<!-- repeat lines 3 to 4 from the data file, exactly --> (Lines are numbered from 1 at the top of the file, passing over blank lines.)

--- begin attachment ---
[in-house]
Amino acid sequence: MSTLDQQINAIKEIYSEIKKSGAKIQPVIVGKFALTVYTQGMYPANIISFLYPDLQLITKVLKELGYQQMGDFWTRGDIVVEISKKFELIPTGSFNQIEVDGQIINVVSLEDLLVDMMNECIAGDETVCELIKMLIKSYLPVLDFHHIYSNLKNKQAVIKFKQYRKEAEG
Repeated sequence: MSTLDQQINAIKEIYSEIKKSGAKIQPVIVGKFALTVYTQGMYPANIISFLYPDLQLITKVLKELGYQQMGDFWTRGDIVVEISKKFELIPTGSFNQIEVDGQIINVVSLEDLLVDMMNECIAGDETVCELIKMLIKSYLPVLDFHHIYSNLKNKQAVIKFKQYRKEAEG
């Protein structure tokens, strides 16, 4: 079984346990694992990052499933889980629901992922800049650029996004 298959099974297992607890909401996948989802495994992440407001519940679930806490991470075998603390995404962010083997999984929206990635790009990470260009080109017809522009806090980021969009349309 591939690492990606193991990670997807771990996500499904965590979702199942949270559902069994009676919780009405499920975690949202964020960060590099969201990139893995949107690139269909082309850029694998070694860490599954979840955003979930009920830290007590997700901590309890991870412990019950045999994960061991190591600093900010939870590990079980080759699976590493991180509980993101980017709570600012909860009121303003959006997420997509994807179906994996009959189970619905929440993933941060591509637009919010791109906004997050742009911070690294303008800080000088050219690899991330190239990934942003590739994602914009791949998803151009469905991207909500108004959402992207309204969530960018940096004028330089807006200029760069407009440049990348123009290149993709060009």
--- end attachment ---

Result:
Repeated sequence: MSTLDQQINAIKEIYSEIKKSGAKIQPVIVGKFALTVYTQGMYPANIISFLYPDLQLITKVLKELGYQQMGDFWTRGDIVVEISKKFELIPTGSFNQIEVDGQIINVVSLEDLLVDMMNECIAGDETVCELIKMLIKSYLPVLDFHHIYSNLKNKQAVIKFKQYRKEAEG
């Protein structure tokens, strides 16, 4: 079984346990694992990052499933889980629901992922800049650029996004 298959099974297992607890909401996948989802495994992440407001519940679930806490991470075998603390995404962010083997999984929206990635790009990470260009080109017809522009806090980021969009349309 591939690492990606193991990670997807771990996500499904965590979702199942949270559902069994009676919780009405499920975690949202964020960060590099969201990139893995949107690139269909082309850029694998070694860490599954979840955003979930009920830290007590997700901590309890991870412990019950045999994960061991190591600093900010939870590990079980080759699976590493991180509980993101980017709570600012909860009121303003959006997420997509994807179906994996009959189970619905929440993933941060591509637009919010791109906004997050742009911070690294303008800080000088050219690899991330190239990934942003590739994602914009791949998803151009469905991207909500108004959402992207309204969530960018940096004028330089807006200029760069407009440049990348123009290149993709060009």